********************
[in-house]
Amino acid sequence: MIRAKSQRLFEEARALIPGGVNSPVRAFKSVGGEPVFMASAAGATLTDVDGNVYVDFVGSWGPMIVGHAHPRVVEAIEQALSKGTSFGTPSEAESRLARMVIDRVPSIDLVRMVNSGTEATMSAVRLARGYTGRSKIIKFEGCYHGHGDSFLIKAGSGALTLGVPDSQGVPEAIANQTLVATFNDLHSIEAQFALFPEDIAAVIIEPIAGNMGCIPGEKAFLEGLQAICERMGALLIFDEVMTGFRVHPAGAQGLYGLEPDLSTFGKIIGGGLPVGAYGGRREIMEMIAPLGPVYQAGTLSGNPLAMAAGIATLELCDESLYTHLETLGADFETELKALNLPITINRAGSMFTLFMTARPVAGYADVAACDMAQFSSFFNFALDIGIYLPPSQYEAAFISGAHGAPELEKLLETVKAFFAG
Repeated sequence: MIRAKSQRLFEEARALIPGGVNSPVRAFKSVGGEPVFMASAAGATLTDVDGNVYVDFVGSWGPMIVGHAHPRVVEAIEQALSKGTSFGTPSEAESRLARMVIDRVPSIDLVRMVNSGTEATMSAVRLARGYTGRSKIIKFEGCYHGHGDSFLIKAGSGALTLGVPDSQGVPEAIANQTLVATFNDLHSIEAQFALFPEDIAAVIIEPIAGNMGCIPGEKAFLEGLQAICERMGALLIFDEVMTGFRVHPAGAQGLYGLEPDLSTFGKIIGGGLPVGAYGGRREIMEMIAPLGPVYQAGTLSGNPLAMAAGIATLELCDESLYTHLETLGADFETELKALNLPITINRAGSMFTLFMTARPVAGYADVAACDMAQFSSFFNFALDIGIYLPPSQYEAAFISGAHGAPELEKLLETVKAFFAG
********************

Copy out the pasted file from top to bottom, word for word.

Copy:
[in-house]
Amino acid sequence: MIRAKSQRLFEEARALIPGGVNSPVRAFKSVGGEPVFMASAAGATLTDVDGNVYVDFVGSWGPMIVGHAHPRVVEAIEQALSKGTSFGTPSEAESRLARMVIDRVPSIDLVRMVNSGTEATMSAVRLARGYTGRSKIIKFEGCYHGHGDSFLIKAGSGALTLGVPDSQGVPEAIANQTLVATFNDLHSIEAQFALFPEDIAAVIIEPIAGNMGCIPGEKAFLEGLQAICERMGALLIFDEVMTGFRVHPAGAQGLYGLEPDLSTFGKIIGGGLPVGAYGGRREIMEMIAPLGPVYQAGTLSGNPLAMAAGIATLELCDESLYTHLETLGADFETELKALNLPITINRAGSMFTLFMTARPVAGYADVAACDMAQFSSFFNFALDIGIYLPPSQYEAAFISGAHGAPELEKLLETVKAFFAG
Repeated sequence: MIRAKSQRLFEEARALIPGGVNSPVRAFKSVGGEPVFMASAAGATLTDVDGNVYVDFVGSWGPMIVGHAHPRVVEAIEQALSKGTSFGTPSEAESRLARMVIDRVPSIDLVRMVNSGTEATMSAVRLARGYTGRSKIIKFEGCYHGHGDSFLIKAGSGALTLGVPDSQGVPEAIANQTLVATFNDLHSIEAQFALFPEDIAAVIIEPIAGNMGCIPGEKAFLEGLQAICERMGALLIFDEVMTGFRVHPAGAQGLYGLEPDLSTFGKIIGGGLPVGAYGGRREIMEMIAPLGPVYQAGTLSGNPLAMAAGIATLELCDESLYTHLETLGADFETELKALNLPITINRAGSMFTLFMTARPVAGYADVAACDMAQFSSFFNFALDIGIYLPPSQYEAAFISGAHGAPELEKLLETVKAFFAG